As a result if the mobo vendor wants to offer an x4 slot off the chipset (or even just use a large number of extra onboard devices) they need to either leave a few slots locations on the board empty or use a bridge chip of some sort. The PCIe-PCI bridge is cheaper than a PLX to multiply 2 lanes into 4 or 4 into 8; so especially on budget boards it tends to be what's picked.

    Skylake is rumored to be bumping the CPU from 16 to 20 lanes to better support PCIe storage. While that change will help keep the lane shortage from getting worse on gaming systems, they really do need to offer a chipset variant with 12 lanes instead of 8 if they want OEMs to stop using PLXes/bridge chips just to fill out higher end boards. (And if they want to boost thunderbolt adoption, they need to put TB into the chipset as well).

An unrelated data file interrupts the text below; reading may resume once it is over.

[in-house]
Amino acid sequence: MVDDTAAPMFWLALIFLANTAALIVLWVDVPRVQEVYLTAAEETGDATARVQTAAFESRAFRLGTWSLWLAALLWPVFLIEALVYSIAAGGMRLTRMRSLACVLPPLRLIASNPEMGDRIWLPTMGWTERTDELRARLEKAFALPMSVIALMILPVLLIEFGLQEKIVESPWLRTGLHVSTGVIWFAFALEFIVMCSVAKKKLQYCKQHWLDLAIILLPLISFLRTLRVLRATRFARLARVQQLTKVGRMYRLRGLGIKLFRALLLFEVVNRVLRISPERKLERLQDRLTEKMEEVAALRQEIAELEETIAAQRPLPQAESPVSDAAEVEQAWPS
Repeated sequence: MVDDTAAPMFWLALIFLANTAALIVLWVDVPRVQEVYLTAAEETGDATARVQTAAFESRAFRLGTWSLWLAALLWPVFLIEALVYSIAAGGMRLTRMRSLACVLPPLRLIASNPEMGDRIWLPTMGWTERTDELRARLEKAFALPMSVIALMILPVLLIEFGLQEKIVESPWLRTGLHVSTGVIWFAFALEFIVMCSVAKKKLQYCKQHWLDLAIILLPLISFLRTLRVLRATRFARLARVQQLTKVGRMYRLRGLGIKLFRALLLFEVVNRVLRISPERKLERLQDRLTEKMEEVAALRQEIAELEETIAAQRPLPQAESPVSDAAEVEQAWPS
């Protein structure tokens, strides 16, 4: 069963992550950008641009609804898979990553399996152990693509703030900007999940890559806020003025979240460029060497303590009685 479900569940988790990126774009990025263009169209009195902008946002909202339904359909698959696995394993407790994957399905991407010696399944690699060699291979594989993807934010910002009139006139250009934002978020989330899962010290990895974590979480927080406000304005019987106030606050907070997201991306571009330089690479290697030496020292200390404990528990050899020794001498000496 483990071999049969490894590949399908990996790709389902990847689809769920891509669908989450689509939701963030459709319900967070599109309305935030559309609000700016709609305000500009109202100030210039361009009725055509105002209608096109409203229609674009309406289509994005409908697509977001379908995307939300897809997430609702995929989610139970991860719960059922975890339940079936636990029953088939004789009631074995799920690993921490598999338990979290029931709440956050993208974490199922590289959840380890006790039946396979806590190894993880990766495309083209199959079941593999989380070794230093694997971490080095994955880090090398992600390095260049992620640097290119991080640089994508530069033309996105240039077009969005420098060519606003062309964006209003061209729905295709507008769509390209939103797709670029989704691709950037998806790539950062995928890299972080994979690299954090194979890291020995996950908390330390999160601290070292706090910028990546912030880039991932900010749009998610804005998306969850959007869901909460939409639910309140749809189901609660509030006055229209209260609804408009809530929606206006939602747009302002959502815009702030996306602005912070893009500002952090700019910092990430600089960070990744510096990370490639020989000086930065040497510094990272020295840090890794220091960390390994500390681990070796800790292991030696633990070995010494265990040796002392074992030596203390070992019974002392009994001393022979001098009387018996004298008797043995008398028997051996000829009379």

Fortunately it appears that they are bumping PCIe and USB3 significantly on the higher end 100 series chipsets. The Z170 is being rumored to offer 20 PCIe lanes, 10 USB3 ports, and support for up to 3 x4 m.2 SDDs. However it's not quite as good as it initially sounds, to get those numbers they've heavily pumped up output multiplexing: The 36 PCIe/USB3/Sata3 lanes/ports are only backed by 26 outputs from the chipset; meaning there're 10 shared outs up from 4 on the current generation: 4 USB3/PCIe3, and 6 PCIe/Sata. It's still a big jump from the 18 configurable IO ports on the 80/90 series chipsets though.
  • DanNeely - Friday, October 31, 2014 - link